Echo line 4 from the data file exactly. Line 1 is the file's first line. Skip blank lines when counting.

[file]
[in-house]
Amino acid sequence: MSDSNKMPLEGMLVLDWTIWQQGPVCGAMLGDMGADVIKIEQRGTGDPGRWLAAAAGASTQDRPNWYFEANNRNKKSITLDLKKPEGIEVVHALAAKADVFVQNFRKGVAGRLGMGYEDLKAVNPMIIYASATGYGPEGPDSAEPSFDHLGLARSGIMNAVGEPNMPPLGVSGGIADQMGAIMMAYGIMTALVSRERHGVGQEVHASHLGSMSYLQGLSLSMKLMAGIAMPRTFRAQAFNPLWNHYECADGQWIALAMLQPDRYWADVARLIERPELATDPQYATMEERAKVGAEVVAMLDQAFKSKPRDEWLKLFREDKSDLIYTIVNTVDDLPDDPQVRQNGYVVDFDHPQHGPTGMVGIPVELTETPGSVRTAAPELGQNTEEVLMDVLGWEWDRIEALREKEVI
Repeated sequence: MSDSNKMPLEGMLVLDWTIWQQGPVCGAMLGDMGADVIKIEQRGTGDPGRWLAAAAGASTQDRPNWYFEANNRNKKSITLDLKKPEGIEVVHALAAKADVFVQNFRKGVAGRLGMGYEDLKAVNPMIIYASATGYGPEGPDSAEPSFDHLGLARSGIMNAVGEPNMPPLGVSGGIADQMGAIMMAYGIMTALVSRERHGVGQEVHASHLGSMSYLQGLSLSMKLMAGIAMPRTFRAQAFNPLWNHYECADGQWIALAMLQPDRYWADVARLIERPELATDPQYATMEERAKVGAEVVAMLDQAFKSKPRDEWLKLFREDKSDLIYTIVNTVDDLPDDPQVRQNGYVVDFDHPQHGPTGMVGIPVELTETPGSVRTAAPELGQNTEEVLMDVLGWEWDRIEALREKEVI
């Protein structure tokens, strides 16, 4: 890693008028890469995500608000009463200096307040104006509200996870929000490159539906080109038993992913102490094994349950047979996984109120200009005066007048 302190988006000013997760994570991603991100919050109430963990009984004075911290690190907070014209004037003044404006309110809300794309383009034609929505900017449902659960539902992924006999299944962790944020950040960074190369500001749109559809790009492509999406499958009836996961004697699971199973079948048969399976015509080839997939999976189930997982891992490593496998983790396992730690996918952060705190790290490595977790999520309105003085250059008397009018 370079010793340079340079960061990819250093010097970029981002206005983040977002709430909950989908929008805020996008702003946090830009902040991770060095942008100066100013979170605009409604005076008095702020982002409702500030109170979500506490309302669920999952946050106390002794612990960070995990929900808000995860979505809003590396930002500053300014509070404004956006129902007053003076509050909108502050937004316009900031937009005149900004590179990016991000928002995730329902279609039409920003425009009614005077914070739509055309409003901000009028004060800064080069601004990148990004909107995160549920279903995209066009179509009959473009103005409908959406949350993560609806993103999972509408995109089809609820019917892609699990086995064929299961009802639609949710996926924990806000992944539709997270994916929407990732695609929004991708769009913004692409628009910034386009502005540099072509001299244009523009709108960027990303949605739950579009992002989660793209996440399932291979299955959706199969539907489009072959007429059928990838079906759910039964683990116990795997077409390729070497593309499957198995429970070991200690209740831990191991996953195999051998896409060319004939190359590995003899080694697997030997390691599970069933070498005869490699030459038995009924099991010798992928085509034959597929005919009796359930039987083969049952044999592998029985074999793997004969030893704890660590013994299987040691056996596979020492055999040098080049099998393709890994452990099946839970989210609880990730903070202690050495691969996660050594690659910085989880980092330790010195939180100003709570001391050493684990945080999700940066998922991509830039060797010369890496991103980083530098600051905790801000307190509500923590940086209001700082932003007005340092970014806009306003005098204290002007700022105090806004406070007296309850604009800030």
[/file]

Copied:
């Protein structure tokens, strides 16, 4: 890693008028890469995500608000009463200096307040104006509200996870929000490159539906080109038993992913102490094994349950047979996984109120200009005066007048 302190988006000013997760994570991603991100919050109430963990009984004075911290690190907070014209004037003044404006309110809300794309383009034609929505900017449902659960539902992924006999299944962790944020950040960074190369500001749109559809790009492509999406499958009836996961004697699971199973079948048969399976015509080839997939999976189930997982891992490593496998983790396992730690996918952060705190790290490595977790999520309105003085250059008397009018 370079010793340079340079960061990819250093010097970029981002206005983040977002709430909950989908929008805020996008702003946090830009902040991770060095942008100066100013979170605009409604005076008095702020982002409702500030109170979500506490309302669920999952946050106390002794612990960070995990929900808000995860979505809003590396930002500053300014509070404004956006129902007053003076509050909108502050937004316009900031937009005149900004590179990016991000928002995730329902279609039409920003425009009614005077914070739509055309409003901000009028004060800064080069601004990148990004909107995160549920279903995209066009179509009959473009103005409908959406949350993560609806993103999972509408995109089809609820019917892609699990086995064929299961009802639609949710996926924990806000992944539709997270994916929407990732695609929004991708769009913004692409628009910034386009502005540099072509001299244009523009709108960027990303949605739950579009992002989660793209996440399932291979299955959706199969539907489009072959007429059928990838079906759910039964683990116990795997077409390729070497593309499957198995429970070991200690209740831990191991996953195999051998896409060319004939190359590995003899080694697997030997390691599970069933070498005869490699030459038995009924099991010798992928085509034959597929005919009796359930039987083969049952044999592998029985074999793997004969030893704890660590013994299987040691056996596979020492055999040098080049099998393709890994452990099946839970989210609880990730903070202690050495691969996660050594690659910085989880980092330790010195939180100003709570001391050493684990945080999700940066998922991509830039060797010369890496991103980083530098600051905790801000307190509500923590940086209001700082932003007005340092970014806009306003005098204290002007700022105090806004406070007296309850604009800030």